This letter from my husband’s ancestor inspired the following passage in “The Prince in the Tower” (pg. 19).
Before moving to Fairfax, Effie had revered ministers as God’s mouthpiece, but her view had changed overnight, making all of them suspect. She winced at the thought of Rev. Baldwin parading around in clerical garb conning his congregation.
A three-way fireplace, jutting out from the wall, separated his sitting room from the bedroom. Should she cross the “line of demarcation” and enter his bedroom? A series of framed black and white prints decided the issue, and Effie ambled ahead to examine them on the wall.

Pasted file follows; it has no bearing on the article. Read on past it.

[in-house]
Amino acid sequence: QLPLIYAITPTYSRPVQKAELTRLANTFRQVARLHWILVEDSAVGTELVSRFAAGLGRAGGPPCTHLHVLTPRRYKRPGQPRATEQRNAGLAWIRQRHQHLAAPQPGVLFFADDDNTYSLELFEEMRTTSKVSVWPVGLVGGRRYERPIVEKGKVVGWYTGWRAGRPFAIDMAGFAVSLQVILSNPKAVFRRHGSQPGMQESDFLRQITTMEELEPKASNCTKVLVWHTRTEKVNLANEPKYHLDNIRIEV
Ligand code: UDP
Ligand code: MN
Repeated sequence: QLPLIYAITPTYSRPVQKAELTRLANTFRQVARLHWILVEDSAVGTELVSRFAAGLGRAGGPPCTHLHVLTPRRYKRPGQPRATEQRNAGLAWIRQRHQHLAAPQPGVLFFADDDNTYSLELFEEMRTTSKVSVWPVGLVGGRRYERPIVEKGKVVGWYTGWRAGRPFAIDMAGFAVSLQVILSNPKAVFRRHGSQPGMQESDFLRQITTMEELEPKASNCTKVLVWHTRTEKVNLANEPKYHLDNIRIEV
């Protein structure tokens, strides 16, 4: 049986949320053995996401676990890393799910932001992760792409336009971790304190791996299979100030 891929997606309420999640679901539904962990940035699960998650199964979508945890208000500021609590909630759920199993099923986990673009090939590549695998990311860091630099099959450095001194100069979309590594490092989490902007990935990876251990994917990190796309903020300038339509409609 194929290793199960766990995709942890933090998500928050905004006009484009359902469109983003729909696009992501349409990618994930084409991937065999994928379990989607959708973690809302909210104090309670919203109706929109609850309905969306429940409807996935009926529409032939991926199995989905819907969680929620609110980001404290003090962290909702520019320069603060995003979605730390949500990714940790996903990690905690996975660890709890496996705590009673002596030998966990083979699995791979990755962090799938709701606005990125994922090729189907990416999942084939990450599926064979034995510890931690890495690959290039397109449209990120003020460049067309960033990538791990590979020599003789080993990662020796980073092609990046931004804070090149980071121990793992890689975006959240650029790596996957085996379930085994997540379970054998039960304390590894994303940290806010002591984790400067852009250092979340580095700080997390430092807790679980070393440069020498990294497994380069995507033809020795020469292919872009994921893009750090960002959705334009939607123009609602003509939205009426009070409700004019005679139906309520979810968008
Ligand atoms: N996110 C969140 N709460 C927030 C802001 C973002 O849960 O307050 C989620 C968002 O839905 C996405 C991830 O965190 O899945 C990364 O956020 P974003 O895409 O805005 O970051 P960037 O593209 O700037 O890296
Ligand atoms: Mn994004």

The Currier and Ives prints depicted the killing fields of Manassas, Antietam, Spotsylvania, and Cold Harbor. Centered beneath them was a display case of Civil War artifacts that included cone-shaped bullets, a canteen, a bayonet, and a letter with faded writing.
She read the letter through the glass. The McClellan letterhead identified the writer as a Union soldier, and she squinted to make out the signature of Elijah Douglass. Next to the letter was a drawing of the family tree, which confirmed that Rev. Baldwin was the soldier’s direct descendant.